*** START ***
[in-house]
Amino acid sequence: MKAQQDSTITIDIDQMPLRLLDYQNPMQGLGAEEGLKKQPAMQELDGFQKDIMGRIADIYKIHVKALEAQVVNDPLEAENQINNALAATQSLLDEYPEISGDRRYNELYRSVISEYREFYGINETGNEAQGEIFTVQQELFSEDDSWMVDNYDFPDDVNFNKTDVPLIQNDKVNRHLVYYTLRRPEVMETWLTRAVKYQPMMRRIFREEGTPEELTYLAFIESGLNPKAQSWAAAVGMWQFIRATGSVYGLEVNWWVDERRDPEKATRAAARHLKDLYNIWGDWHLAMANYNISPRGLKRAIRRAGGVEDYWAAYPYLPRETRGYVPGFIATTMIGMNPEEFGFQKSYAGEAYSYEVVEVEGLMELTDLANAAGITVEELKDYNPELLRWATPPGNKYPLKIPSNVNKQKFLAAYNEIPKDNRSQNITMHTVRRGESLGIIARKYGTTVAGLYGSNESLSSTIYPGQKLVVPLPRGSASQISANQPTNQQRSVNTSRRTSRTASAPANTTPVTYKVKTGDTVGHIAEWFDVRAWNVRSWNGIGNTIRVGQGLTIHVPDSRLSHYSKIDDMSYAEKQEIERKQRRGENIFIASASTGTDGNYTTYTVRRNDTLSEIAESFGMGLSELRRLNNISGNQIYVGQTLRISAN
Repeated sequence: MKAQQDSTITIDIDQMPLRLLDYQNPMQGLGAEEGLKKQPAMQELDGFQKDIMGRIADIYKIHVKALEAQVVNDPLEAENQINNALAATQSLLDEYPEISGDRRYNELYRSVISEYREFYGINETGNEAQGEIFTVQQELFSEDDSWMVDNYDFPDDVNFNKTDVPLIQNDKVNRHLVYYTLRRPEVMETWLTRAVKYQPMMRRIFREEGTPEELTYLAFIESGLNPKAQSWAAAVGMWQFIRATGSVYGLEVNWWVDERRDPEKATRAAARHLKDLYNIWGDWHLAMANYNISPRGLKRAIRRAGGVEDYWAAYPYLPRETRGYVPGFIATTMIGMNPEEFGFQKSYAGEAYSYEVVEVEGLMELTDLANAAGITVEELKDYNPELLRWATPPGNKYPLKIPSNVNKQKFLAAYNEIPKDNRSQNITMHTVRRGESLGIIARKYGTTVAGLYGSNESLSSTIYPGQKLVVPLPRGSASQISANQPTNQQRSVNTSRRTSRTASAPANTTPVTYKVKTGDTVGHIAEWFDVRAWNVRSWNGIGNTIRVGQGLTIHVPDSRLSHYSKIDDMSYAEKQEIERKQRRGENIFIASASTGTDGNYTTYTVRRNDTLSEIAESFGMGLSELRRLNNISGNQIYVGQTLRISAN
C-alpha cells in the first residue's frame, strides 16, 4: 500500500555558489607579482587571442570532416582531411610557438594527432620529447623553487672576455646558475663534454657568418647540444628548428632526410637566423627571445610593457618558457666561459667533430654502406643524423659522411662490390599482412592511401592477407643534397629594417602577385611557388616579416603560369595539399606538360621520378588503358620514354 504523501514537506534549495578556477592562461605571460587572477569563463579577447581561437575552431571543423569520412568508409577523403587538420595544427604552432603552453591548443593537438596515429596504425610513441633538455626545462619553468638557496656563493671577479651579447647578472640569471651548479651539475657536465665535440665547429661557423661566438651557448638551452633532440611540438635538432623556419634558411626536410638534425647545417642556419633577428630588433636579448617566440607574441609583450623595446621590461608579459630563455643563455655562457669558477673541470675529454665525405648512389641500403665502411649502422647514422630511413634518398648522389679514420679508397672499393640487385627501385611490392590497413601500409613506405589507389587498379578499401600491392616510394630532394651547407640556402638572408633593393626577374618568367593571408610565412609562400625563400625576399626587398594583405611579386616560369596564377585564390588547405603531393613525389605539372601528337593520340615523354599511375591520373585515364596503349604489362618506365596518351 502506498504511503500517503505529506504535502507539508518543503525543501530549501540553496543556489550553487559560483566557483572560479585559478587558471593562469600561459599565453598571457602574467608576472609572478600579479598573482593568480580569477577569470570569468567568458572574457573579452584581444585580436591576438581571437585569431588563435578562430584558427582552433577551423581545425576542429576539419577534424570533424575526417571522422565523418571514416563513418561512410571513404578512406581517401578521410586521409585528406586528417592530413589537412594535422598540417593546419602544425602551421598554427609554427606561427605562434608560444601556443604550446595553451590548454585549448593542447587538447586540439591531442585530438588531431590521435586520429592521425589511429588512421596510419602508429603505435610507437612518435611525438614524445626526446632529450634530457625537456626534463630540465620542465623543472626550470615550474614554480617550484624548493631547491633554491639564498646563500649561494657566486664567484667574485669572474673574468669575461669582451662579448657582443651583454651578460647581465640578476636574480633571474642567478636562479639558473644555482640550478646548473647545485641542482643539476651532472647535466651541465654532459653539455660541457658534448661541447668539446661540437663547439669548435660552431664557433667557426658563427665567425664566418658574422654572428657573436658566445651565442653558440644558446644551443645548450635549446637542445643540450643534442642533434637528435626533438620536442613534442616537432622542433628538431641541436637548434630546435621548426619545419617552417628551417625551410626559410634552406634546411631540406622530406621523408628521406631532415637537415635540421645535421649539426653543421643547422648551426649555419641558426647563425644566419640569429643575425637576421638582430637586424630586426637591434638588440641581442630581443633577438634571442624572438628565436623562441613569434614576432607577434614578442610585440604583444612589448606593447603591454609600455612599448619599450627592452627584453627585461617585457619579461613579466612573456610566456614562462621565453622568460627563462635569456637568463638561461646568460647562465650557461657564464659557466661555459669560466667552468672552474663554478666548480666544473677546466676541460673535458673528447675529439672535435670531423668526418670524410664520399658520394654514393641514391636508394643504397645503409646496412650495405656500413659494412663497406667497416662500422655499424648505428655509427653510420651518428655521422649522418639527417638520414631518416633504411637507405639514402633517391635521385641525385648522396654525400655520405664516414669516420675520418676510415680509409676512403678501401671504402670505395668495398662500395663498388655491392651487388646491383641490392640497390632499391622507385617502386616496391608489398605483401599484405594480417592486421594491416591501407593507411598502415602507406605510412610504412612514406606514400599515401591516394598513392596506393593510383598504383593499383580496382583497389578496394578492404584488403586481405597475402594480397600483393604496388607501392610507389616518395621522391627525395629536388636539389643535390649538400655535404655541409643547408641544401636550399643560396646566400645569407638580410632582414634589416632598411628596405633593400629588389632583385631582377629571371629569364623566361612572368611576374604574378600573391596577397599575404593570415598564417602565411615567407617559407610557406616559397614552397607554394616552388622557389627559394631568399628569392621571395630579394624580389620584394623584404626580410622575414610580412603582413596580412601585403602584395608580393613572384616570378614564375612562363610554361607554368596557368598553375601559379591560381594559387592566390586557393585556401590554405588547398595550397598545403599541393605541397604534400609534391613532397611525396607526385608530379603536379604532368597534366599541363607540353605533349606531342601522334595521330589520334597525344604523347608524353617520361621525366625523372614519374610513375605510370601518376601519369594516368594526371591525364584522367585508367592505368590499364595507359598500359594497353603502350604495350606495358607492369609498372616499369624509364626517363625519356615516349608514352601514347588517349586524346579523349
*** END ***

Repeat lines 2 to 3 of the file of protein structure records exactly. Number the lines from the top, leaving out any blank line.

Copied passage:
Amino acid sequence: MKAQQDSTITIDIDQMPLRLLDYQNPMQGLGAEEGLKKQPAMQELDGFQKDIMGRIADIYKIHVKALEAQVVNDPLEAENQINNALAATQSLLDEYPEISGDRRYNELYRSVISEYREFYGINETGNEAQGEIFTVQQELFSEDDSWMVDNYDFPDDVNFNKTDVPLIQNDKVNRHLVYYTLRRPEVMETWLTRAVKYQPMMRRIFREEGTPEELTYLAFIESGLNPKAQSWAAAVGMWQFIRATGSVYGLEVNWWVDERRDPEKATRAAARHLKDLYNIWGDWHLAMANYNISPRGLKRAIRRAGGVEDYWAAYPYLPRETRGYVPGFIATTMIGMNPEEFGFQKSYAGEAYSYEVVEVEGLMELTDLANAAGITVEELKDYNPELLRWATPPGNKYPLKIPSNVNKQKFLAAYNEIPKDNRSQNITMHTVRRGESLGIIARKYGTTVAGLYGSNESLSSTIYPGQKLVVPLPRGSASQISANQPTNQQRSVNTSRRTSRTASAPANTTPVTYKVKTGDTVGHIAEWFDVRAWNVRSWNGIGNTIRVGQGLTIHVPDSRLSHYSKIDDMSYAEKQEIERKQRRGENIFIASASTGTDGNYTTYTVRRNDTLSEIAESFGMGLSELRRLNNISGNQIYVGQTLRISAN
Repeated sequence: MKAQQDSTITIDIDQMPLRLLDYQNPMQGLGAEEGLKKQPAMQELDGFQKDIMGRIADIYKIHVKALEAQVVNDPLEAENQINNALAATQSLLDEYPEISGDRRYNELYRSVISEYREFYGINETGNEAQGEIFTVQQELFSEDDSWMVDNYDFPDDVNFNKTDVPLIQNDKVNRHLVYYTLRRPEVMETWLTRAVKYQPMMRRIFREEGTPEELTYLAFIESGLNPKAQSWAAAVGMWQFIRATGSVYGLEVNWWVDERRDPEKATRAAARHLKDLYNIWGDWHLAMANYNISPRGLKRAIRRAGGVEDYWAAYPYLPRETRGYVPGFIATTMIGMNPEEFGFQKSYAGEAYSYEVVEVEGLMELTDLANAAGITVEELKDYNPELLRWATPPGNKYPLKIPSNVNKQKFLAAYNEIPKDNRSQNITMHTVRRGESLGIIARKYGTTVAGLYGSNESLSSTIYPGQKLVVPLPRGSASQISANQPTNQQRSVNTSRRTSRTASAPANTTPVTYKVKTGDTVGHIAEWFDVRAWNVRSWNGIGNTIRVGQGLTIHVPDSRLSHYSKIDDMSYAEKQEIERKQRRGENIFIASASTGTDGNYTTYTVRRNDTLSEIAESFGMGLSELRRLNNISGNQIYVGQTLRISAN